SACE | Southern Alliance for Clean Energy

Federal Subsidies for Nuclear Power


federal_bailout_for_nuclearGovernment subsidies for energy industries –whether for oil, coal, nuclear or renewable energy sources – are typically intended to help nascent industries or businesses get a toehold in the marketplace without extending excessive initial capital. In reality, though, subsidies often become an expected source of financial support, especially for the producers themselves ultimately locking in dirty energy profits and falsely altering the markets.

While some “smart” subsidies, such as targeted tax breaks, financial incentives or other market mechanisms may benefit the economy by stimulating emerging energy sources, if subsidies exist simply to hold down the price of fuel, then everybody will use more of it, increasing pollution levels as a result. Given that human-induced climate change is one of the most serious and urgent challenges of our lifetime, all possible energy options should be explored and examined in our quest for viable solutions. However, to have an honest and open debate about the merits and shortcomings of each energy option, it is essential to have a clear understanding of the explicit and hidden government subsidies that affect energy and production use.

Nuclear Energy

Plant Vogtle’s existing reactors in Georgia

Nuclear energy has been and continues to be heavily subsidized, during all aspects of the fuel chain, especially the eventual permanent storage of the high-level radioactive waste that is produced, and from the building and eventual decommissioning of a nuclear plant.

The Union of Concerned Scientists issued a comprehensive study, “Nuclear Power: Still Not Viable Without Subsidies,” that examines the massive subsidies supporting existing and future nuclear power production.

For proposed new reactors, taxpayer-financed loan guarantees are a type of subsidy we are particularly concerned about. These guarantees are part of the DOE’s Title XVII Loan Guarantee Program, with $18.5 billion authorized by Congress in 2007 for new reactors, even though a 2003 Congressional Budget Office report found that, “the risk of default of a [nuclear] loan guarantee to be very high–well above 50 percent.”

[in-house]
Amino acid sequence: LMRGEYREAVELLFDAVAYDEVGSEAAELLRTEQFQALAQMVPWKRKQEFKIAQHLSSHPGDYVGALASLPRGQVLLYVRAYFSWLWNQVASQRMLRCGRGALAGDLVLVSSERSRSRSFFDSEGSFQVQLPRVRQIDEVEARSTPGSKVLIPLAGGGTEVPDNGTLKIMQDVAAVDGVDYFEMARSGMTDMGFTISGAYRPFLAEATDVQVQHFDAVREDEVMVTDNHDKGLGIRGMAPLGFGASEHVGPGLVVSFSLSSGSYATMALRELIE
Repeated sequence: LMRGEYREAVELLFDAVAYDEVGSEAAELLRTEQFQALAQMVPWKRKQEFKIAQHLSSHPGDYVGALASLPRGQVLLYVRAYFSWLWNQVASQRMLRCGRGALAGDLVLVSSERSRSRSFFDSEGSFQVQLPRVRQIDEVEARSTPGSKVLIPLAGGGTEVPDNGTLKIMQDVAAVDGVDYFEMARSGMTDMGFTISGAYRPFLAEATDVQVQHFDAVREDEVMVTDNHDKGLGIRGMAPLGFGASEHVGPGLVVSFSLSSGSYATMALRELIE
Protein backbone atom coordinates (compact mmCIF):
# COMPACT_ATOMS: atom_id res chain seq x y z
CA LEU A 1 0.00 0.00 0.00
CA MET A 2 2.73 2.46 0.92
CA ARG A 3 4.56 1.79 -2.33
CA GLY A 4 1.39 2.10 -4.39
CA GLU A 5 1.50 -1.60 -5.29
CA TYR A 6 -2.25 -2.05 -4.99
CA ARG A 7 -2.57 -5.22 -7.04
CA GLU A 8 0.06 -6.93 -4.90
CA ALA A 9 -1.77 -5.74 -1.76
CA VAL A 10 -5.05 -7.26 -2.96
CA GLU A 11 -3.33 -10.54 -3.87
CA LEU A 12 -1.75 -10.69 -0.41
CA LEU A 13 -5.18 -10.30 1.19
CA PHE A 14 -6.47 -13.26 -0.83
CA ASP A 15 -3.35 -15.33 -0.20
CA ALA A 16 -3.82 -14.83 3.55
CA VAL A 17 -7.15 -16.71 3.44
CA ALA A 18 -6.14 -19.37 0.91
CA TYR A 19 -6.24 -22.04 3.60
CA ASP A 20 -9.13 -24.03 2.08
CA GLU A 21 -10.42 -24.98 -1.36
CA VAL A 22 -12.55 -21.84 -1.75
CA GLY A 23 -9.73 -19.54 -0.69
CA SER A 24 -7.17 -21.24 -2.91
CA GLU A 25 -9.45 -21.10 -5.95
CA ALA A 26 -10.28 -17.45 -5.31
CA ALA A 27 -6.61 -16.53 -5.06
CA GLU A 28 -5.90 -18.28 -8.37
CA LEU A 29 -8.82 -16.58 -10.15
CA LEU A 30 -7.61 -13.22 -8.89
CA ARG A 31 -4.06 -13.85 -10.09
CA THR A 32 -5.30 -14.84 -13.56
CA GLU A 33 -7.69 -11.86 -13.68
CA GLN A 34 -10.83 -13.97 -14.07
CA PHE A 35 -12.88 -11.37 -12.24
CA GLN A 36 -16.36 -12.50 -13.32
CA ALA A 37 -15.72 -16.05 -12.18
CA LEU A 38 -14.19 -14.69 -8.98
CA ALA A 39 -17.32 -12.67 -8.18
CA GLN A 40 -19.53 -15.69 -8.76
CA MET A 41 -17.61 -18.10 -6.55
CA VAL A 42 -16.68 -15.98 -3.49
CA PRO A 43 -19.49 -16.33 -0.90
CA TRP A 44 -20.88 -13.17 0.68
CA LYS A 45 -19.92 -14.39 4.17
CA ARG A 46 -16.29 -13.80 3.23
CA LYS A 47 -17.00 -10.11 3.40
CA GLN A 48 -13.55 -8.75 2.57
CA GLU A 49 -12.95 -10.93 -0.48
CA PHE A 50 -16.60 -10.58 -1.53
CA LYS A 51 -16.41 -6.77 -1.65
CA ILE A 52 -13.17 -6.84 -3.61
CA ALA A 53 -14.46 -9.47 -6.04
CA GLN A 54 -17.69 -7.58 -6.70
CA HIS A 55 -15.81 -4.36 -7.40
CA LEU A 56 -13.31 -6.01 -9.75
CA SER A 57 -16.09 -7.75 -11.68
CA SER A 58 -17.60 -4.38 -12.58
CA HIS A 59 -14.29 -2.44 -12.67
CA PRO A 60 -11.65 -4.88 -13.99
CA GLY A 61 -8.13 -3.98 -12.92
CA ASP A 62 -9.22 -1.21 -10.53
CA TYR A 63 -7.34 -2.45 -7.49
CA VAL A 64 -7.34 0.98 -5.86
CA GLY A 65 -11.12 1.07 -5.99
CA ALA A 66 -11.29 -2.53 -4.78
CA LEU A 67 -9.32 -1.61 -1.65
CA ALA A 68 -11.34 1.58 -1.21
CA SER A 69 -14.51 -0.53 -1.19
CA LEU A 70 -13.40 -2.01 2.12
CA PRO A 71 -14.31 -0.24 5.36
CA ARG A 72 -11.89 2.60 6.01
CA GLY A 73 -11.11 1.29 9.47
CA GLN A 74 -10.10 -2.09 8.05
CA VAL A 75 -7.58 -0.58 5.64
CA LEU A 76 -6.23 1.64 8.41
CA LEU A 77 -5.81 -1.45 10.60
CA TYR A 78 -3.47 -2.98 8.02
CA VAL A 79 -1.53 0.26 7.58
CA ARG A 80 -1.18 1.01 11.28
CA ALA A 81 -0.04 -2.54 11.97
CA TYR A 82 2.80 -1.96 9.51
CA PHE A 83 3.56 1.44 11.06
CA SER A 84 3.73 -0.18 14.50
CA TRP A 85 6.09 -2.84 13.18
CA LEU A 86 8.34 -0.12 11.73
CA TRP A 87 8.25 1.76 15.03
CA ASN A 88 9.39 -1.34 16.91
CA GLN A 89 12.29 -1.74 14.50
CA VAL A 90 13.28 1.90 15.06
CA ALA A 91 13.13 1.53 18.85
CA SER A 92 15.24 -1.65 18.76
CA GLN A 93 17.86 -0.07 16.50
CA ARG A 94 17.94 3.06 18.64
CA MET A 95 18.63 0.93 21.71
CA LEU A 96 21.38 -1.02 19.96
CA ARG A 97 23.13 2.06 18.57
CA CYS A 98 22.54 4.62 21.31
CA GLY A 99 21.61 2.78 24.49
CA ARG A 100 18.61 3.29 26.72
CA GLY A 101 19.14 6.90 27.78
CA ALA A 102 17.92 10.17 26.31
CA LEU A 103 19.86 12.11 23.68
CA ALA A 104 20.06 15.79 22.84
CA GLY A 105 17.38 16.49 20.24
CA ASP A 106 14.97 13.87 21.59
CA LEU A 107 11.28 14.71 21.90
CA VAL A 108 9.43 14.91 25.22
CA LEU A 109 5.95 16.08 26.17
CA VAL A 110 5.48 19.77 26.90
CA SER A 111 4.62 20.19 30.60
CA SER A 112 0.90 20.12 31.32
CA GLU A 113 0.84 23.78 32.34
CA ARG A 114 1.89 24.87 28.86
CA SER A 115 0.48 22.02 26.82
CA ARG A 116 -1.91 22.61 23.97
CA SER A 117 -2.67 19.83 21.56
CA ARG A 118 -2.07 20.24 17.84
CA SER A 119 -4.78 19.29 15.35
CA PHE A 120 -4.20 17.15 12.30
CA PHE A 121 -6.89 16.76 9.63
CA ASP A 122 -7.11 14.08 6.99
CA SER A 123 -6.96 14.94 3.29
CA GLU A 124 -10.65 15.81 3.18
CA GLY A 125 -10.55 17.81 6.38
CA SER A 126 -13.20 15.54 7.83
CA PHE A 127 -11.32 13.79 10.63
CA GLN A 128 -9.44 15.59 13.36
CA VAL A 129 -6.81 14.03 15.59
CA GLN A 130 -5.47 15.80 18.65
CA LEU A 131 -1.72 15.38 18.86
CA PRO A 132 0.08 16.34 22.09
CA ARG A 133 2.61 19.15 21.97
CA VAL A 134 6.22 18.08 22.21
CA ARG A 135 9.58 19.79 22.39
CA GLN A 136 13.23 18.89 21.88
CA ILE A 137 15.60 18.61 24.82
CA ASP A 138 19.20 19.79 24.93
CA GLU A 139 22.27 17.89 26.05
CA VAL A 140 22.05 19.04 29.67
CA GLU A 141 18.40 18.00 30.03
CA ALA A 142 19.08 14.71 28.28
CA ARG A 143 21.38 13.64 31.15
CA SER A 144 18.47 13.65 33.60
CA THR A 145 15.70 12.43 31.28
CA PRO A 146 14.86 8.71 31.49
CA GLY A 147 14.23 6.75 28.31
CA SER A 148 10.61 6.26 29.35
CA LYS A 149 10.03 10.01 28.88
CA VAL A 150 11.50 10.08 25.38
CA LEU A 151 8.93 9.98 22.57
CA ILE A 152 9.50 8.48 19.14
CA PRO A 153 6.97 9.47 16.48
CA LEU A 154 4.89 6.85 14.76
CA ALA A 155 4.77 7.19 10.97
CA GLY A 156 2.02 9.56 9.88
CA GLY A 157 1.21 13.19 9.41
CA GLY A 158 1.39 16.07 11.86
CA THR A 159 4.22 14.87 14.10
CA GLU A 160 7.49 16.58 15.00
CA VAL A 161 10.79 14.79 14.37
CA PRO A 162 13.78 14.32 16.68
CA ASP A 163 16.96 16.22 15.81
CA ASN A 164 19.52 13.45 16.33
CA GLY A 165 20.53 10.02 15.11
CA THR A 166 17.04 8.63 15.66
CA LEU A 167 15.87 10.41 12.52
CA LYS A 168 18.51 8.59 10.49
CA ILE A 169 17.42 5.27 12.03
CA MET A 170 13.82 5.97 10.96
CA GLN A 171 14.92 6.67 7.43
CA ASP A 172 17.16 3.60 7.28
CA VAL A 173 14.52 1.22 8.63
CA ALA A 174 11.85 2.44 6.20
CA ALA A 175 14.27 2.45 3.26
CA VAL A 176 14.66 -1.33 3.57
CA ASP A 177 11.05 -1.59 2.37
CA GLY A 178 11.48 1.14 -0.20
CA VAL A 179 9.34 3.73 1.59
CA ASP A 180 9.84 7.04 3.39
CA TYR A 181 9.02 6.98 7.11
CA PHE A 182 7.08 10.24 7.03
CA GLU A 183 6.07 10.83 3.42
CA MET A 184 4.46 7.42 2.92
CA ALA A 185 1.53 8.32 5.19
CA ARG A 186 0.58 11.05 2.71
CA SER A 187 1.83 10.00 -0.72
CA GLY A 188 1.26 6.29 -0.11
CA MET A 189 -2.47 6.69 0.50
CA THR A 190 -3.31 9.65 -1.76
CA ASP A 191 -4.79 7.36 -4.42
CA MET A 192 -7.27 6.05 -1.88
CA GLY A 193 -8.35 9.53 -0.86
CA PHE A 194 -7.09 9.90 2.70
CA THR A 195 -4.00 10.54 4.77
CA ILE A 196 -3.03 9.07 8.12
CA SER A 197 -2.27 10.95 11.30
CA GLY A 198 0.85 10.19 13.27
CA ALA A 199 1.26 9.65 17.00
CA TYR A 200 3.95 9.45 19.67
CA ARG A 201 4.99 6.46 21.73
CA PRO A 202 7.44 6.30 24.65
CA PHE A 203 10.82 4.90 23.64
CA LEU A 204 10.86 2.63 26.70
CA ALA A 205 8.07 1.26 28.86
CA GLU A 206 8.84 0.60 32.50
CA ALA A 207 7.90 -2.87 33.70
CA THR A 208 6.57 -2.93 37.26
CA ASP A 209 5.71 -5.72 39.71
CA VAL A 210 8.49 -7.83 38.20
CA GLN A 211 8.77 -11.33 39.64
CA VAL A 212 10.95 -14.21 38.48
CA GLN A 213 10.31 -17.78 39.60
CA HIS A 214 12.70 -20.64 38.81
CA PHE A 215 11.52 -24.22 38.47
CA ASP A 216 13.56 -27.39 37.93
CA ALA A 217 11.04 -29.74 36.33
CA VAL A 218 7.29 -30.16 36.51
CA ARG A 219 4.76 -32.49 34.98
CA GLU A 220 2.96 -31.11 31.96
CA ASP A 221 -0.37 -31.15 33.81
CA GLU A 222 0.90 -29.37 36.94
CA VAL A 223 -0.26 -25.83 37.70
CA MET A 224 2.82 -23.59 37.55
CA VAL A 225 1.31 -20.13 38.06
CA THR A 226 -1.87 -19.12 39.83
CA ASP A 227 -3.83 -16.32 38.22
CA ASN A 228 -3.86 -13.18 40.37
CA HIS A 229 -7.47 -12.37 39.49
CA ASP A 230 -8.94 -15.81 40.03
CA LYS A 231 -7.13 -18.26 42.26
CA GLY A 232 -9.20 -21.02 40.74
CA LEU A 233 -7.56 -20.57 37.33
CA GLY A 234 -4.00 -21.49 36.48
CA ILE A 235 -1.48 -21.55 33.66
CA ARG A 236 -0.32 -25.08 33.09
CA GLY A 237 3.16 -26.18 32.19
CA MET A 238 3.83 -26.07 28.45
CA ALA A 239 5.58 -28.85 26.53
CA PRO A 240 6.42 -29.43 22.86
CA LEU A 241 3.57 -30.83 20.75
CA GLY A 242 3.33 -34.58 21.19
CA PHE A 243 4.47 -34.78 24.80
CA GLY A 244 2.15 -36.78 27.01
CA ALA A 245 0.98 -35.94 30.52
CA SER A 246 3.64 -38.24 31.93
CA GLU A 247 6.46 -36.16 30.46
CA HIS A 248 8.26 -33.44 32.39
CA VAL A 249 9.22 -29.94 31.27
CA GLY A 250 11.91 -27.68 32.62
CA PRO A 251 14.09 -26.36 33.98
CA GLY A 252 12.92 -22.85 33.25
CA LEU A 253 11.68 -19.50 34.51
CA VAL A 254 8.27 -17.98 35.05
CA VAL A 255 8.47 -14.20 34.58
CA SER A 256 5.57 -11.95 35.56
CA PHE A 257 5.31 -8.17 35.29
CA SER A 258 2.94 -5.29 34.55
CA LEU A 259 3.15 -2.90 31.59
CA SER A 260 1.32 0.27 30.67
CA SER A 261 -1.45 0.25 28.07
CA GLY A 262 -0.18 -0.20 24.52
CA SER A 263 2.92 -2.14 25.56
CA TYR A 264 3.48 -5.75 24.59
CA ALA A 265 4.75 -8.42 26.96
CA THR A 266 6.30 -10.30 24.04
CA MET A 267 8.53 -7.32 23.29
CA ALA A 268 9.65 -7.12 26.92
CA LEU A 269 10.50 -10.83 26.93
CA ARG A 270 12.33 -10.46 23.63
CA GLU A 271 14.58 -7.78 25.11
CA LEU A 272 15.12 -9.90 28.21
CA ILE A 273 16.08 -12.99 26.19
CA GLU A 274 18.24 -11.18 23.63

On February 16, 2010, President Obama announced the first conditional offer — a taxpayer-financed loan guarantee of more than $8 billion for the proposed two Westinghouse AP-1000 nuclear reactors that Southern Company and it’s utility partners are building at the existing Plant Vogtle in Georgia. During a SACE-hosted news conference, High Risk Energy Director, Sara Barczak, and fellow experts Peter Bradford, Henry Sokolski and Dr. Ed Lyman urged the Department of Energy (DOE) to halt controversial plans to issue risky nuclear-loan guarantees through taxpayer bailouts. Listen to the press conference here.

It wasn’t until four years later, February 2014, that two of the three loan guarantees for the Vogtle expansion were finalized: Georgia Power’s and Oglethorpe Power’s. MEAG has received another extension until the end of July 2014. Yet the details and the risks to taxpayers are still unknown, in spite of years of effort by SACE to unearth information from DOE via Freedom of Information Act (FOIA) requests and litigation. Learn more here.

These guarantees mean that if the borrowers, in this case the utilities, default on their loans, U.S. taxpayers will shoulder the burden and pay back the debt. Essentially, another taxpayer bailout for a the wealthy nuclear industry, perhaps a form of nuclear socialism?

Learn more here about subsidies for other high risk energy choices such as coal and fossil fuels.